This is the largest aphid species occurring in the United States, and is found throughout the U.S. from north to south and east to western states. It infests a variety of hardwood trees, including oak, hickory, sycamore, willow, walnut, and pecan. Large populations can produce copious quantities of honeydew that drip onto surfaces below as well as sustain the growth of sooty mold. Their feeding can reduce the vigor and health of a tree, but whether or not they actually cause the death of trees is unknown. These aphids can be present on susceptible trees from mid-spring to the end of summer, although in the dry, arid southwestern states the heat of mid-summer may cause populations to go dormant.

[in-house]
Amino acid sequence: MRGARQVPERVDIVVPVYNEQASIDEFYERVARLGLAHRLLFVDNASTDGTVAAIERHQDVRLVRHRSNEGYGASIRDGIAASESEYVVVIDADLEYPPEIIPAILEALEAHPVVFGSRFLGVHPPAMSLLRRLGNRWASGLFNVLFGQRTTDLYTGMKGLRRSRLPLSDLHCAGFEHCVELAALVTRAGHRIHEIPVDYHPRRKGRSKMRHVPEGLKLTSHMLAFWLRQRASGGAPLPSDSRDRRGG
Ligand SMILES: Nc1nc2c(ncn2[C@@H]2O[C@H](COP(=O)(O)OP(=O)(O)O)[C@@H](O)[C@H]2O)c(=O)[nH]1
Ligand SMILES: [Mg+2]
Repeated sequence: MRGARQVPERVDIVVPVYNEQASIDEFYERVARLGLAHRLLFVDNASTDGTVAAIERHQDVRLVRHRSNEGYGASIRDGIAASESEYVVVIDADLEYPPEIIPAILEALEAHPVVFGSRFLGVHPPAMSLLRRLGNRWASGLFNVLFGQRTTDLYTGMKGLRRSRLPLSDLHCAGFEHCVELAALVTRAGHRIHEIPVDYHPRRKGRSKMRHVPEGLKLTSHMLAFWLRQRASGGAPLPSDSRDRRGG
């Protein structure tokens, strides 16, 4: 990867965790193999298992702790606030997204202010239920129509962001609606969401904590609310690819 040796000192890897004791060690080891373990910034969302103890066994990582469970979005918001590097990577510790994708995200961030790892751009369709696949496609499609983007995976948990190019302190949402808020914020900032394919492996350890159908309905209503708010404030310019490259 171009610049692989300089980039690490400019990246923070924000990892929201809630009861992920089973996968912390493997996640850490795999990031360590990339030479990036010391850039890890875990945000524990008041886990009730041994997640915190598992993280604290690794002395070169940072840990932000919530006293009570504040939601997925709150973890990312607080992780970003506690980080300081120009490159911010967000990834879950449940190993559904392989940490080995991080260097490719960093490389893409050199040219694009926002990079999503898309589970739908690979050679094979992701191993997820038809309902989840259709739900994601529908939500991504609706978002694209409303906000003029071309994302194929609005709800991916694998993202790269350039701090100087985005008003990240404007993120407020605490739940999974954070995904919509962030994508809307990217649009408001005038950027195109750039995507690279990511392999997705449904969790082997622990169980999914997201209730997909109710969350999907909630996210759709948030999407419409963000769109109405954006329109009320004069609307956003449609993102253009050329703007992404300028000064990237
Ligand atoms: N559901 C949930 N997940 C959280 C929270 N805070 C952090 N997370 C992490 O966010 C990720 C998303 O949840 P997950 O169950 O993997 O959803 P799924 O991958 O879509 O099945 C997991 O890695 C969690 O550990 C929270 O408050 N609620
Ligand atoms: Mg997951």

Control for the sake of the tree may not be needed, but to reduce the copious amounts of dripping honeydew over vehicles or locations of human activity a control program may be needed. A foliar spray with a labeled product can be applied to the leaves, branches, and possibly the trunk of infested trees. A soil application with a systemic done in late winter will provide good control of aphids feeding on the foliage.